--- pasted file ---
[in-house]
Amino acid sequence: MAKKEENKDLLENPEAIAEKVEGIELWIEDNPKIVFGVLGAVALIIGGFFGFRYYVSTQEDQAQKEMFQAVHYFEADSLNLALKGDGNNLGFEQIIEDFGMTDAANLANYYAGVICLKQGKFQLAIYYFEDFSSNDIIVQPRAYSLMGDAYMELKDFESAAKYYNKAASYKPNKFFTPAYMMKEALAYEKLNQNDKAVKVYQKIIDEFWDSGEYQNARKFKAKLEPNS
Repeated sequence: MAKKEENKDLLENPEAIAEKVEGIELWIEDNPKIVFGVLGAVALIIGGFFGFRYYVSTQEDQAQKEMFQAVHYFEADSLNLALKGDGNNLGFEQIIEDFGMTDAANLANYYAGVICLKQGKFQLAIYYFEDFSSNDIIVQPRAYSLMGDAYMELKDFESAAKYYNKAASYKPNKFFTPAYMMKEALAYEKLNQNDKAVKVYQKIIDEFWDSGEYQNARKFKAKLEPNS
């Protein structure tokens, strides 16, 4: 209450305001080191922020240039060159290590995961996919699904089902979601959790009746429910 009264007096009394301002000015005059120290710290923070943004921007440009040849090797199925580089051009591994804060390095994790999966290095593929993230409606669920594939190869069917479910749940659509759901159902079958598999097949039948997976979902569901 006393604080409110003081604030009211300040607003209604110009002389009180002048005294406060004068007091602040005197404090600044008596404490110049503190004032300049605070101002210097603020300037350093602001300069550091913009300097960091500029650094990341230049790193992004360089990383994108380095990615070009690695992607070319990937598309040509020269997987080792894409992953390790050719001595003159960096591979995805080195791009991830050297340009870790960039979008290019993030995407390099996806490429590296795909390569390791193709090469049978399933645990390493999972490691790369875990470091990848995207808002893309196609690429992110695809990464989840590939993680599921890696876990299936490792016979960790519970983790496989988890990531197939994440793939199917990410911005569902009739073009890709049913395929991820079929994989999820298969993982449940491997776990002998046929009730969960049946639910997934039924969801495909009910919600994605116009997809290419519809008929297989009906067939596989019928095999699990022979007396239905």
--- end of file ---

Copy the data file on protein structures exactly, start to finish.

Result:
[in-house]
Amino acid sequence: MAKKEENKDLLENPEAIAEKVEGIELWIEDNPKIVFGVLGAVALIIGGFFGFRYYVSTQEDQAQKEMFQAVHYFEADSLNLALKGDGNNLGFEQIIEDFGMTDAANLANYYAGVICLKQGKFQLAIYYFEDFSSNDIIVQPRAYSLMGDAYMELKDFESAAKYYNKAASYKPNKFFTPAYMMKEALAYEKLNQNDKAVKVYQKIIDEFWDSGEYQNARKFKAKLEPNS
Repeated sequence: MAKKEENKDLLENPEAIAEKVEGIELWIEDNPKIVFGVLGAVALIIGGFFGFRYYVSTQEDQAQKEMFQAVHYFEADSLNLALKGDGNNLGFEQIIEDFGMTDAANLANYYAGVICLKQGKFQLAIYYFEDFSSNDIIVQPRAYSLMGDAYMELKDFESAAKYYNKAASYKPNKFFTPAYMMKEALAYEKLNQNDKAVKVYQKIIDEFWDSGEYQNARKFKAKLEPNS
């Protein structure tokens, strides 16, 4: 209450305001080191922020240039060159290590995961996919699904089902979601959790009746429910 009264007096009394301002000015005059120290710290923070943004921007440009040849090797199925580089051009591994804060390095994790999966290095593929993230409606669920594939190869069917479910749940659509759901159902079958598999097949039948997976979902569901 006393604080409110003081604030009211300040607003209604110009002389009180002048005294406060004068007091602040005197404090600044008596404490110049503190004032300049605070101002210097603020300037350093602001300069550091913009300097960091500029650094990341230049790193992004360089990383994108380095990615070009690695992607070319990937598309040509020269997987080792894409992953390790050719001595003159960096591979995805080195791009991830050297340009870790960039979008290019993030995407390099996806490429590296795909390569390791193709090469049978399933645990390493999972490691790369875990470091990848995207808002893309196609690429992110695809990464989840590939993680599921890696876990299936490792016979960790519970983790496989988890990531197939994440793939199917990410911005569902009739073009890709049913395929991820079929994989999820298969993982449940491997776990002998046929009730969960049946639910997934039924969801495909009910919600994605116009997809290419519809008929297989009906067939596989019928095999699990022979007396239905």